Santa Barbara County Youth Mentoring Programs Merge
The Council on Alcoholism and Drug Abuse (CADA) and Family Service Agency (FSA) announced that FSA’s Big Brothers Big Sisters mentoring program has closed and South County mentoring matches have joined the School Based Mentoring Program at CADA as of July 2020.
CADA and FSA share similar goals of making a positive difference in the lives of young people and have been collaborating since April to facilitate a smooth transition for the youth, their parents, and their mentors.
CADA’s Mentor Program is a school-based program for vulnerable 3rd- to 8th-grade students in the Carpinteria, Santa Barbara, and Goleta School Districts who need academic, emotional, and/or social support. Students are matched with trained, volunteer adult mentors and meet weekly. They are referred by their teacher or counselor for any variety of factors that cause them to be at-risk for future negative behaviors.
“CADA is committed to building a safer, healthier community, and mentoring our local youth is foundational to that mission,” said Dr. Scott Whiteley, CADA Executive Director. “Our mentors provide the connection, support, guidance and friendship that help young people build the self-confidence, resiliency and critical thinking skills so important to their positive development. We are pleased to welcome these mentors and their mentees to our program and look forward to continuing the positive trajectory begun at FSA.”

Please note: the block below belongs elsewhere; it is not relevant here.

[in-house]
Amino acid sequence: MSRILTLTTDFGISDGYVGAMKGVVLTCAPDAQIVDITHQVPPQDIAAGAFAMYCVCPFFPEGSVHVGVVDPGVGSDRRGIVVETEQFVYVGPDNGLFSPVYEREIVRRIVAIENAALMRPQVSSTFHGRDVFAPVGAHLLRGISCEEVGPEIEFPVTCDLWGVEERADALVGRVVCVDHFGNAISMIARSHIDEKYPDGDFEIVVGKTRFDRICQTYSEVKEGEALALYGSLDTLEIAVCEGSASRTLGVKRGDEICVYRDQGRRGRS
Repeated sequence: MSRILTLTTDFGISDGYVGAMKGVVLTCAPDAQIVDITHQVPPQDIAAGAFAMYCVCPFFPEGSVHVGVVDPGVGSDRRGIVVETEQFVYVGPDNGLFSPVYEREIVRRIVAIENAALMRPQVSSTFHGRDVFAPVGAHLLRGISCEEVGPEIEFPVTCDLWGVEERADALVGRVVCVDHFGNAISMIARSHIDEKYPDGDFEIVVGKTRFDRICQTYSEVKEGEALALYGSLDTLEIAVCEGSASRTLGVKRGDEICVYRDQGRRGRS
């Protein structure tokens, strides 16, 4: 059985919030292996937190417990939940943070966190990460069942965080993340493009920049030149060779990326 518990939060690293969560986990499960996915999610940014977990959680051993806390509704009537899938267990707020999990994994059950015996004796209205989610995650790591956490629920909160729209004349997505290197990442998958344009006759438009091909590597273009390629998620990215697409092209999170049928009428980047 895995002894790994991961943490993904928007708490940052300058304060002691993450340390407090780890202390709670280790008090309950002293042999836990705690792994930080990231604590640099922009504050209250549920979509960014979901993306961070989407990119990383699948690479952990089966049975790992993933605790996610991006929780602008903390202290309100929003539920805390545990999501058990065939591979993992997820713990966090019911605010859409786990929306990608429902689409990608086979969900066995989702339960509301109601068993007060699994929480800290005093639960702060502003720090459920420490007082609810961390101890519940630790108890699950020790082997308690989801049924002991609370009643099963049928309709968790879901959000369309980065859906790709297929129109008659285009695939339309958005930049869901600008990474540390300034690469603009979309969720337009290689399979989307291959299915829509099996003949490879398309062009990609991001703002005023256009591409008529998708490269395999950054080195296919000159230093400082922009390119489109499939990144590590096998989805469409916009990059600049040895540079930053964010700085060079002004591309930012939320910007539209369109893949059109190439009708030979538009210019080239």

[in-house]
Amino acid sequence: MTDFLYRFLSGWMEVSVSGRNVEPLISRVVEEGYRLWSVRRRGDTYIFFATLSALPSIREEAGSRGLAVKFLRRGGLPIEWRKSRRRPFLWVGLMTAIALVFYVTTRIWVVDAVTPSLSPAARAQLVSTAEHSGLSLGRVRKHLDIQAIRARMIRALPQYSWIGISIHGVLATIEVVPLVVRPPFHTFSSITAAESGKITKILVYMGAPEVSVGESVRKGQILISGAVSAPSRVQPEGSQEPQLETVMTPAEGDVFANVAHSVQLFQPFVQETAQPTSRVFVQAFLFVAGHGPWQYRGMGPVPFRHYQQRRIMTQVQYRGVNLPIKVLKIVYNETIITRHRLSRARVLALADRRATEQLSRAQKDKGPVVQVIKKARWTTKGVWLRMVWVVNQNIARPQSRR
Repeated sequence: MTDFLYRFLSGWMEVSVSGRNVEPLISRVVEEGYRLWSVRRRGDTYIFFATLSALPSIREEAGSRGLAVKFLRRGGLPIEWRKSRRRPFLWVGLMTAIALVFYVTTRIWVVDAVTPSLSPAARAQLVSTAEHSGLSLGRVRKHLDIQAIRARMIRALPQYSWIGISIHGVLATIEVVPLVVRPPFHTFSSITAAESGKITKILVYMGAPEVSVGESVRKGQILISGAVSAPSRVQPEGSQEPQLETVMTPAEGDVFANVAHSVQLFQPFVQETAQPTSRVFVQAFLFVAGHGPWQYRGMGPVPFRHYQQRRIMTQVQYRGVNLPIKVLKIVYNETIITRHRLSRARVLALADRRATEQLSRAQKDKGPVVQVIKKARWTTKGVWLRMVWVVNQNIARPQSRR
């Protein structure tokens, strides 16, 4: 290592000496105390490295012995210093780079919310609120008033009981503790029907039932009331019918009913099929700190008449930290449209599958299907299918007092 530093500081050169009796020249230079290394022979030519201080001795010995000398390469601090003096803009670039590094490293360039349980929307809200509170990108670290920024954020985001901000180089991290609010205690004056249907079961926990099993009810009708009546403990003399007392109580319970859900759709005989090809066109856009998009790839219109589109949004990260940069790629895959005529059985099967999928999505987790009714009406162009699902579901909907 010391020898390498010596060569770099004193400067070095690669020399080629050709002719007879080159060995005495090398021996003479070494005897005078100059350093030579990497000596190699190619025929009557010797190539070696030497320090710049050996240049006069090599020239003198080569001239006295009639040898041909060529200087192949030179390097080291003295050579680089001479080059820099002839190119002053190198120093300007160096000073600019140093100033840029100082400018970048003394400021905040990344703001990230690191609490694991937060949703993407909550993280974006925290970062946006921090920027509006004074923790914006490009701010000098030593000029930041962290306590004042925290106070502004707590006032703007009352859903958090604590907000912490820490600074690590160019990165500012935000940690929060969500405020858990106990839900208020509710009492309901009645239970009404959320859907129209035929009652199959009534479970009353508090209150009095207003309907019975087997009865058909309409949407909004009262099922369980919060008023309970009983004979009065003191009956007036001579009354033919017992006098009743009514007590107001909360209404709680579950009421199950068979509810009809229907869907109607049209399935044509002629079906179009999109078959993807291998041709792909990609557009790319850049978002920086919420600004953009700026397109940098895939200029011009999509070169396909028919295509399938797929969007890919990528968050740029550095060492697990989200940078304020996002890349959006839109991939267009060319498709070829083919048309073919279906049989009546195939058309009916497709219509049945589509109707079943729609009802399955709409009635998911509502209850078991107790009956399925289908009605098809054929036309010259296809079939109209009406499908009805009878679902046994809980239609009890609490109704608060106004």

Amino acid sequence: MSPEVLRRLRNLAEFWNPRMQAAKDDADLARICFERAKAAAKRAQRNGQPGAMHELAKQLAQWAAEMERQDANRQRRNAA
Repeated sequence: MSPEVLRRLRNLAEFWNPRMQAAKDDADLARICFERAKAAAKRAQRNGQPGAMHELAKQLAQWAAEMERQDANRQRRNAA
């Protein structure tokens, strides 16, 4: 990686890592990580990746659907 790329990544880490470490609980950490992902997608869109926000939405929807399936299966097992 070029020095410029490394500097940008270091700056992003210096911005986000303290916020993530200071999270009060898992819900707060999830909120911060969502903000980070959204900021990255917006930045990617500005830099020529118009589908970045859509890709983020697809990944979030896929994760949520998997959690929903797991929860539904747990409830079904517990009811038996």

“Mentoring changes children’s lives, and so we are extremely pleased that these important relationships can continue to be supported through the highly successful program at CADA,” said FSA’s Executive Director Lisa Brabo. “We are grateful for the opportunity to have served the children of Santa Barbara County and for the support of the organization's staff, volunteers who served as caring mentors, and members of the advisory council who served the program over the years.”
In the past 32 years, FSA’s Big Brothers Big Sisters program offered one-to-one mentoring for children between the ages of 6 and 17 years old who were facing adversity. Children in the program demonstrated a significant improvement in their academic performance, self-esteem, and increased likelihood to graduate from high school and avoid risky behaviors.